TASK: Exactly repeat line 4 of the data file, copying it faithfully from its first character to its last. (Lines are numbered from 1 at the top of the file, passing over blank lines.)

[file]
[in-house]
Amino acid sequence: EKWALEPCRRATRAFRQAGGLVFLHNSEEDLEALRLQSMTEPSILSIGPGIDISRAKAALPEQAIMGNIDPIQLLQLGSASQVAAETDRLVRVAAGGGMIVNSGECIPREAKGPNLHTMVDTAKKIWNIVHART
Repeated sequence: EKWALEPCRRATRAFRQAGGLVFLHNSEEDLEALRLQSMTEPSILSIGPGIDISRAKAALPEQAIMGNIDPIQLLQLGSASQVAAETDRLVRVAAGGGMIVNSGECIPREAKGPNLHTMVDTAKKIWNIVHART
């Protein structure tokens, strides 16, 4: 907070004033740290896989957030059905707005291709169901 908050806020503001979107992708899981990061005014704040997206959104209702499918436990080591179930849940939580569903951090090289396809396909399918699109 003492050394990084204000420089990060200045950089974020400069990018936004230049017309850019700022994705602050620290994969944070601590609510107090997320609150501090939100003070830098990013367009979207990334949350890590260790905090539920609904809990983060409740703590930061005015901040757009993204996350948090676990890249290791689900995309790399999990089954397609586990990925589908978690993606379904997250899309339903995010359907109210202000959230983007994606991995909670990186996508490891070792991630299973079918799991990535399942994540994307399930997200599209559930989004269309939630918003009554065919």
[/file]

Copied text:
């Protein structure tokens, strides 16, 4: 907070004033740290896989957030059905707005291709169901 908050806020503001979107992708899981990061005014704040997206959104209702499918436990080591179930849940939580569903951090090289396809396909399918699109 003492050394990084204000420089990060200045950089974020400069990018936004230049017309850019700022994705602050620290994969944070601590609510107090997320609150501090939100003070830098990013367009979207990334949350890590260790905090539920609904809990983060409740703590930061005015901040757009993204996350948090676990890249290791689900995309790399999990089954397609586990990925589908978690993606379904997250899309339903995010359907109210202000959230983007994606991995909670990186996508490891070792991630299973079918799991990535399942994540994307399930997200599209559930989004269309939630918003009554065919």